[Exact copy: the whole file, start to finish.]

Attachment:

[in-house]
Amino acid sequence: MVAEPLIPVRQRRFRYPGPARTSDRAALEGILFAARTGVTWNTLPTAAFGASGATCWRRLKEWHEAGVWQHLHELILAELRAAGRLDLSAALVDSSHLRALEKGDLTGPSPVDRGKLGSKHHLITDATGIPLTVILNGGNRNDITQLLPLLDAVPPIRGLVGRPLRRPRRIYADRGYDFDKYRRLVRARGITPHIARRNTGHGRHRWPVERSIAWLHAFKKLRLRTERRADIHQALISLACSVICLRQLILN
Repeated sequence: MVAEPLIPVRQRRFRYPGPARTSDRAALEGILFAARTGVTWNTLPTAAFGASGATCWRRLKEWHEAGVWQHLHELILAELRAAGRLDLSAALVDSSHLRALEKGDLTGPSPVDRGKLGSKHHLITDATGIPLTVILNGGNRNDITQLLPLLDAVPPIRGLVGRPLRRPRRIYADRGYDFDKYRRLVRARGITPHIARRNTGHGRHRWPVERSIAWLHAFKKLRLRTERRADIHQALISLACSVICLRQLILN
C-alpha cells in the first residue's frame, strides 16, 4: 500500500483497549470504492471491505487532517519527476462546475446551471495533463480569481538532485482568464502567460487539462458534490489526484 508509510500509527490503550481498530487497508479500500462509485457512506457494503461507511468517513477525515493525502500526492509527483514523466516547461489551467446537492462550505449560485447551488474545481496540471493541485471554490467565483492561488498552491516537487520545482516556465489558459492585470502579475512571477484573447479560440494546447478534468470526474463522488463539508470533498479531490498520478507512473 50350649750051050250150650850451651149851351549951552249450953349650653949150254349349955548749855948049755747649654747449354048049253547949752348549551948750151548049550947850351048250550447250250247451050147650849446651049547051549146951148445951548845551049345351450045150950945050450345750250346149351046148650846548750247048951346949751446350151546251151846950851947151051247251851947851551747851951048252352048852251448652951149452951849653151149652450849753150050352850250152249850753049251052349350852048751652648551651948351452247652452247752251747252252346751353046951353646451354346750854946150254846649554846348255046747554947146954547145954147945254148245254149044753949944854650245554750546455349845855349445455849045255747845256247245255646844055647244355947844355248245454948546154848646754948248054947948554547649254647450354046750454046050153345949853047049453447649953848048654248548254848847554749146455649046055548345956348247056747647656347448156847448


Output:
[in-house]
Amino acid sequence: MVAEPLIPVRQRRFRYPGPARTSDRAALEGILFAARTGVTWNTLPTAAFGASGATCWRRLKEWHEAGVWQHLHELILAELRAAGRLDLSAALVDSSHLRALEKGDLTGPSPVDRGKLGSKHHLITDATGIPLTVILNGGNRNDITQLLPLLDAVPPIRGLVGRPLRRPRRIYADRGYDFDKYRRLVRARGITPHIARRNTGHGRHRWPVERSIAWLHAFKKLRLRTERRADIHQALISLACSVICLRQLILN
Repeated sequence: MVAEPLIPVRQRRFRYPGPARTSDRAALEGILFAARTGVTWNTLPTAAFGASGATCWRRLKEWHEAGVWQHLHELILAELRAAGRLDLSAALVDSSHLRALEKGDLTGPSPVDRGKLGSKHHLITDATGIPLTVILNGGNRNDITQLLPLLDAVPPIRGLVGRPLRRPRRIYADRGYDFDKYRRLVRARGITPHIARRNTGHGRHRWPVERSIAWLHAFKKLRLRTERRADIHQALISLACSVICLRQLILN
C-alpha cells in the first residue's frame, strides 16, 4: 500500500483497549470504492471491505487532517519527476462546475446551471495533463480569481538532485482568464502567460487539462458534490489526484 508509510500509527490503550481498530487497508479500500462509485457512506457494503461507511468517513477525515493525502500526492509527483514523466516547461489551467446537492462550505449560485447551488474545481496540471493541485471554490467565483492561488498552491516537487520545482516556465489558459492585470502579475512571477484573447479560440494546447478534468470526474463522488463539508470533498479531490498520478507512473 50350649750051050250150650850451651149851351549951552249450953349650653949150254349349955548749855948049755747649654747449354048049253547949752348549551948750151548049550947850351048250550447250250247451050147650849446651049547051549146951148445951548845551049345351450045150950945050450345750250346149351046148650846548750247048951346949751446350151546251151846950851947151051247251851947851551747851951048252352048852251448652951149452951849653151149652450849753150050352850250152249850753049251052349350852048751652648551651948351452247652452247752251747252252346751353046951353646451354346750854946150254846649554846348255046747554947146954547145954147945254148245254149044753949944854650245554750546455349845855349445455849045255747845256247245255646844055647244355947844355248245454948546154848646754948248054947948554547649254647450354046750454046050153345949853047049453447649953848048654248548254848847554749146455649046055548345956348247056747647656347448156847448